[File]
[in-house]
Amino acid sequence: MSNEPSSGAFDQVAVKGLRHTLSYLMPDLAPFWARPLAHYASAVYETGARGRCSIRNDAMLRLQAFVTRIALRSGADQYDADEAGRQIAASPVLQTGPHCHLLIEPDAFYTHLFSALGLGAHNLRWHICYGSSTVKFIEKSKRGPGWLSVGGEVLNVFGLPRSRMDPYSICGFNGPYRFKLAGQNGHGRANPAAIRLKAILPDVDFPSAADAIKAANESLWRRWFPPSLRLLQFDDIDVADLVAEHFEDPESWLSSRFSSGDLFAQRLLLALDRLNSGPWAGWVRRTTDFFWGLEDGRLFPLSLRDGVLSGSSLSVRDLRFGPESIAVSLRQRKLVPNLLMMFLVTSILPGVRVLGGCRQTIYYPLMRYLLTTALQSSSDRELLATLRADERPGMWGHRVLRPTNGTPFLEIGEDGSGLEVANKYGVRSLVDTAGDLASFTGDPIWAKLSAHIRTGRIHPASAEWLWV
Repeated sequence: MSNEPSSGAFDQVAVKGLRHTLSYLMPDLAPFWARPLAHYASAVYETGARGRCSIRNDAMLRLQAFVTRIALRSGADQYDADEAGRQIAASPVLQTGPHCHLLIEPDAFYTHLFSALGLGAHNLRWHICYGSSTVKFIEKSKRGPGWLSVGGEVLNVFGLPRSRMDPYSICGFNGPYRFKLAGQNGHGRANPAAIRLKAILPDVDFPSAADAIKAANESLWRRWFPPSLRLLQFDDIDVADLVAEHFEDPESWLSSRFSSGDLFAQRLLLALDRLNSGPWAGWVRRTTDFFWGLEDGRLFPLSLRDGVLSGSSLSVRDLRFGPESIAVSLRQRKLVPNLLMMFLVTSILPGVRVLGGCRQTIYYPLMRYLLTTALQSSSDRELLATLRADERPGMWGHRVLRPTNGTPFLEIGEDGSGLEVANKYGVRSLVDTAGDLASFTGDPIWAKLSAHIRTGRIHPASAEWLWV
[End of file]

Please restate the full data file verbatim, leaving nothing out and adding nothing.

[in-house]
Amino acid sequence: MSNEPSSGAFDQVAVKGLRHTLSYLMPDLAPFWARPLAHYASAVYETGARGRCSIRNDAMLRLQAFVTRIALRSGADQYDADEAGRQIAASPVLQTGPHCHLLIEPDAFYTHLFSALGLGAHNLRWHICYGSSTVKFIEKSKRGPGWLSVGGEVLNVFGLPRSRMDPYSICGFNGPYRFKLAGQNGHGRANPAAIRLKAILPDVDFPSAADAIKAANESLWRRWFPPSLRLLQFDDIDVADLVAEHFEDPESWLSSRFSSGDLFAQRLLLALDRLNSGPWAGWVRRTTDFFWGLEDGRLFPLSLRDGVLSGSSLSVRDLRFGPESIAVSLRQRKLVPNLLMMFLVTSILPGVRVLGGCRQTIYYPLMRYLLTTALQSSSDRELLATLRADERPGMWGHRVLRPTNGTPFLEIGEDGSGLEVANKYGVRSLVDTAGDLASFTGDPIWAKLSAHIRTGRIHPASAEWLWV
Repeated sequence: MSNEPSSGAFDQVAVKGLRHTLSYLMPDLAPFWARPLAHYASAVYETGARGRCSIRNDAMLRLQAFVTRIALRSGADQYDADEAGRQIAASPVLQTGPHCHLLIEPDAFYTHLFSALGLGAHNLRWHICYGSSTVKFIEKSKRGPGWLSVGGEVLNVFGLPRSRMDPYSICGFNGPYRFKLAGQNGHGRANPAAIRLKAILPDVDFPSAADAIKAANESLWRRWFPPSLRLLQFDDIDVADLVAEHFEDPESWLSSRFSSGDLFAQRLLLALDRLNSGPWAGWVRRTTDFFWGLEDGRLFPLSLRDGVLSGSSLSVRDLRFGPESIAVSLRQRKLVPNLLMMFLVTSILPGVRVLGGCRQTIYYPLMRYLLTTALQSSSDRELLATLRADERPGMWGHRVLRPTNGTPFLEIGEDGSGLEVANKYGVRSLVDTAGDLASFTGDPIWAKLSAHIRTGRIHPASAEWLWV